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Covering the Central Highlands
Central West Queensland

Community

19 February, 2021

Youth loses leg mobility - continues to shred

A local young man lost the function of his legs, but that failed to halt his passion.

By Ali Goddard

PASSION FOR LIFE: 18-year-old Jack Van Hees said the generosity and support by the Emerald community, including his mates Aaron Hunt, Josh Schofield, Aaron Lee, Mark Grierson and Ethan Van Jaarsveldt, helped to keep his dream alive. PHOTO: Morgan Burley

A LOCAL young man lost the function of his legs, but that failed to halt his passion. 

Eighteen-year-old Jack Van Hees has Tourette Syndrome, and lost the use of his legs due to a tic he developed later in his diagnosis. 

However, due to the amazing support from the Emerald community, and even outside of it, he has been able to continue skating – something he has loved for a long time. 

Mr Van Hees said he has lived in Emerald almost his entire life. 

“The community is so inclusive,” he said. 

“Everyone looks out for each other and that’s really exciting to see.” 

Mr Van Hees said he has had Tourette Syndrome since he was 15. 

“For most of that time, I’ve shown general symptoms, but then I started losing function in my legs,” he said. 

“It’s happened three times in the past for three to four months at a time. 

“Then about seven months ago, I just woke up one morning and couldn’t walk.” 

However, he still finds beauty in the challenge, saying it has allowed him to be more social “because of the talking points”. 

“The most challenging bit has been daily life,” he said.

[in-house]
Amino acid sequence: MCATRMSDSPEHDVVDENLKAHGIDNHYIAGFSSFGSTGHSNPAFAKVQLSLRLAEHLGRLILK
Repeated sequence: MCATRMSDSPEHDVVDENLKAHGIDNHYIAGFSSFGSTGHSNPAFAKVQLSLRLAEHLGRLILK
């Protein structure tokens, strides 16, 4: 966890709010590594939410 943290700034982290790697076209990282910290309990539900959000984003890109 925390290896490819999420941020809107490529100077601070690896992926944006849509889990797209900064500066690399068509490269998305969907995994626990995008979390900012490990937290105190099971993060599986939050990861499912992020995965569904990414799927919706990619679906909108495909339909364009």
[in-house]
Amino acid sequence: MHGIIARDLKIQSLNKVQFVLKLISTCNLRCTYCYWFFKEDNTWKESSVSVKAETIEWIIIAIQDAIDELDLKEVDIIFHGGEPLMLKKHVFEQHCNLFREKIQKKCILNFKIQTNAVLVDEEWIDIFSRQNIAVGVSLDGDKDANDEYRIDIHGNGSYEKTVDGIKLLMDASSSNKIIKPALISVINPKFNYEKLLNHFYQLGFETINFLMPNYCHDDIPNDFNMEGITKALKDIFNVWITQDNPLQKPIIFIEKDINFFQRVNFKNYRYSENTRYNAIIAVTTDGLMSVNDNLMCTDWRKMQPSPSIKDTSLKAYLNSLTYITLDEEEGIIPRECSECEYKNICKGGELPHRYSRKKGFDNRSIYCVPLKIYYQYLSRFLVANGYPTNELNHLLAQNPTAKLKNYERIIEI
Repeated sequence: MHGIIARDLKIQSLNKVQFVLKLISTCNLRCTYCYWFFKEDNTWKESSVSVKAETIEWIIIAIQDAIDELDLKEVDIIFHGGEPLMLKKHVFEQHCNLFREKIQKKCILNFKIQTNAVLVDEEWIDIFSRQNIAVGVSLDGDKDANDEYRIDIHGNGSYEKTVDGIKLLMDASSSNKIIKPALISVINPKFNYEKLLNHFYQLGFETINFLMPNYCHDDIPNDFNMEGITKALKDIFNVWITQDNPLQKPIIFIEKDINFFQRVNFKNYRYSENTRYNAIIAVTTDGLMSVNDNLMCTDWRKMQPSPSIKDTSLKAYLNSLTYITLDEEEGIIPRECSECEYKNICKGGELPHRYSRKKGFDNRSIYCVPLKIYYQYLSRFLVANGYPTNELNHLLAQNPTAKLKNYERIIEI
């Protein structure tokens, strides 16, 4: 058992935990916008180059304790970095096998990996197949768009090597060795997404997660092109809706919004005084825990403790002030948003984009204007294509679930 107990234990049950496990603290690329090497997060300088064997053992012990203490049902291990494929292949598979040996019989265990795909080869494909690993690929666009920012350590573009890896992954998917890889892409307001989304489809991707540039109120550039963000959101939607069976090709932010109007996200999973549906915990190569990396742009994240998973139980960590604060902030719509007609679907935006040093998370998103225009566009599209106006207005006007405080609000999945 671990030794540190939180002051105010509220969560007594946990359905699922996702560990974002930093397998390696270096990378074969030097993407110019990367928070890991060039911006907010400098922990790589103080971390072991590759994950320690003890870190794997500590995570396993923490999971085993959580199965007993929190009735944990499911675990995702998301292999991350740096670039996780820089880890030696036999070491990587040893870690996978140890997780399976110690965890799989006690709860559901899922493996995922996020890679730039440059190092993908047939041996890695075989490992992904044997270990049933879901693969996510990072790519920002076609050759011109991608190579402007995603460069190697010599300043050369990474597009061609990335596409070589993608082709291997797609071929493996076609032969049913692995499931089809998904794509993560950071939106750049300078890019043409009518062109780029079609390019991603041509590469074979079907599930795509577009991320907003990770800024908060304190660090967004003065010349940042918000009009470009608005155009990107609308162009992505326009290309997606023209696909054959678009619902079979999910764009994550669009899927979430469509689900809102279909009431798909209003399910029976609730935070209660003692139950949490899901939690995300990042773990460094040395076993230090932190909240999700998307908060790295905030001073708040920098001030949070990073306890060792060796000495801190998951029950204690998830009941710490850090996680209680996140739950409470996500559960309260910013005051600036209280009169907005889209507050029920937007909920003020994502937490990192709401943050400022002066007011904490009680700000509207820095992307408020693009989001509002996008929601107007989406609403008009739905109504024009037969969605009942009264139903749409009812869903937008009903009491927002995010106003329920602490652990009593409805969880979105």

“Living independently and regaining confidence in myself has been hard, but then I just look at where I’ve come to and it helps build that confidence.” 

Jack van Hees, Central Highlands, skate, skating, Emerald, Queensland
18 year-old Jack Van Hees is grateful to the Central Highlands community for the ability to pursue his passion at the local skatepark. PHOTO: Morgan Burley

A lot of that confidence has been brought out by members of the Emerald community, Mr Van Hees said. 

“I met a man named Aaron Lee who has done a lot of work with the skate park,” he said. 

“When I lost the ability to walk, he brought the community together and I realised how many people supported me. 

“Aaron started a GoFundMe and we reached $4000 in the first three days. 

“Even strangers have reached out to me. 

“The community really supports you.” 

The Emerald skating community means a lot to Mr Van Hees, but so does the sport, he said. 

“I used to skateboard a bit and I loved it,” he said. 

“It was an escape from reality, and it was hard when I lost that. 

“I was inspired by the skater with a disability, Aaron Fotheringham, who skates in a wheelchair. 

“I started sending him videos of my skating after I started using my wheelchair and he was really encouraging. 

“Now when I skate, I really feel a sense of purpose because I feel like I’m doing it for everyone who helped me and who I look up to. 

“It’s my passion.” 

Mr Van Hees was able to buy a skating-level wheelchair with the funds raised in the GoFundMe campaign and continues to skate whenever he gets the chance. 


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